Clersonago. For Instance , Sir Walter
cott , Mohammed , Dr. Wolsoy , Rlcho.
. ( lOlMontalgne , } Jlerro I ltI and the
, el Gray v , r , ) QU excessIvely Coud of
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IJv"ry : nouseltcOper snould know
thnt It they will buy Defiance Cold
Water Starch for laundry use they
" "Ill sayo not only time , bocausc It
never stlclts to the Iron , but bccauso
each paclmgo contains 16 oz.-ono full
pound-while all ether Cold Water
Starches are put Ull In % .pound paclt.
ages , nnd the prlco Is the same , 10
cents. Then again because Definnce
Starch Is free from nil InjurIous chorn.
tcals. It your gl'ocer tries to sell you
, 11. 12-01. . paclmge It Is because he has
'II. ' Htocle on hand which he , vlshos tD
dispose of before ho puts 111 Defianco.
Ho Imows that Deflanco Starch has
.prJuted on every paclmge In largo let.
ters and figures " 16 ozs. " Demand
'Doflanco and save much time and
money nnd the annoyance of the iron
.Ucldnl : . Definnce never sllclts.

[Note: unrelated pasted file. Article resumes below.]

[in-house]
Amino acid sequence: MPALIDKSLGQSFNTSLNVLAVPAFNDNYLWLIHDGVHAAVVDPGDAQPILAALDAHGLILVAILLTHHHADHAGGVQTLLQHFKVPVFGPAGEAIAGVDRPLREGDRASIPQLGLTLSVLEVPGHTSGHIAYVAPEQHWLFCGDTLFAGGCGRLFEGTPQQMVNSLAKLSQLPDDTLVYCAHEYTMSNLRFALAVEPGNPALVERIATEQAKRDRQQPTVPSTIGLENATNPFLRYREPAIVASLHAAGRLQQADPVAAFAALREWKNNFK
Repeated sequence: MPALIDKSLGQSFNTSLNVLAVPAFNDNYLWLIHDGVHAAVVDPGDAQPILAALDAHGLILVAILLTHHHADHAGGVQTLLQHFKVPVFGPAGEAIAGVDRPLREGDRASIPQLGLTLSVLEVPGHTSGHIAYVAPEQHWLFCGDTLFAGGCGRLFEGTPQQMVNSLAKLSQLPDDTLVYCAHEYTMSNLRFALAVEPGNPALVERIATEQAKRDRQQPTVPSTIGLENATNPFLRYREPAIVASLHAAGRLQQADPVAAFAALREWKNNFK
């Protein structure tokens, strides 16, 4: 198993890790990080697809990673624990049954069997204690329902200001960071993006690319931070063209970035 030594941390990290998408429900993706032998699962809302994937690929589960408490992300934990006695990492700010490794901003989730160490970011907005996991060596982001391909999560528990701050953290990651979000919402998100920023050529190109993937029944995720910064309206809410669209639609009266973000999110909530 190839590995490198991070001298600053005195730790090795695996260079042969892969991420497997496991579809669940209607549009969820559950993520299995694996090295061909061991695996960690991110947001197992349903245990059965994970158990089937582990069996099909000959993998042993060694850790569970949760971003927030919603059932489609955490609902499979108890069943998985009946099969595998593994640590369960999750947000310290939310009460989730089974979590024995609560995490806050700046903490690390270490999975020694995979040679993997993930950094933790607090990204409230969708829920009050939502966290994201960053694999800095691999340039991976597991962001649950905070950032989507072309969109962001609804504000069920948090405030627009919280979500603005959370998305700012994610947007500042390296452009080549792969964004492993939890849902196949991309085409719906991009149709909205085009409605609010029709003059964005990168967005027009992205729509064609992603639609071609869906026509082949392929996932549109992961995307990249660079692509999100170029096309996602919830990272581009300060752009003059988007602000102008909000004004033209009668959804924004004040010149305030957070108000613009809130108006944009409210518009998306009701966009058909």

Irlsb eggs nre rIchest of all , better
tlu\n \ Englllilh or DanIsh , and Dl'IlIsh
pl\strycooes } nlWnYs try to buy them ,
ns Uloy gq r.urthor.
. Insl t on Getting It.
, 'Some A'rocera MY they don't IeeeI'
Den nce Starch. This Is because they
have n. stacie on hand of other brands
con : atntng only 12 oz. In 11 package ,
whtch they won't be able to sell first ,
t > ecause Defiance contains 16 oz. tor
the Rllme mone ' .
Do you want 16 oz. Instl'ad ot 12 oz.
tor Bame money ? Then buy Def\anc.
Starch. neQulres no coolt1ng.
I.ondonors are slnglarly well cared
. fOl' In the matter of rooroatlon. Thev
have fifty.threo theaters and fort ) : .
three mUBle balls.
You ne\'er hear Rny one complain
. abo\lt \ "De anc ( > Stllrch. " There Is none
, . , l v.J1J , It In'Q\p\IIt ) ' Ilnd quantity , 1 $
ounce" , 10 cents. Try It now nnd sn\'e
) 'our money.
Small mon do not gaIn great truths
and great Dlen 110 not retaIn them ,
JIr. . Wln.low"1I SoothlnA' Plrrul"
FOf children teethln . .otten. Iho jUIU. , reduee 10-
bmmaUoQaUay.p"lnlure.wln < 1ooU..11010"1.10. : / " .
More onemles have been slaIn by
mercy than by malice.
\1IIT8 \ f''nn"nontl , . cuI'No nt Of nCM'CnmHU.fttIP
. Orat day's u. . . \r.IUlno'l O"t Noreo lw.to , , " ,
f. fl nd tor 1 IIIC 8 .0 ( ) trtal hollio nn,1 t..Ut ,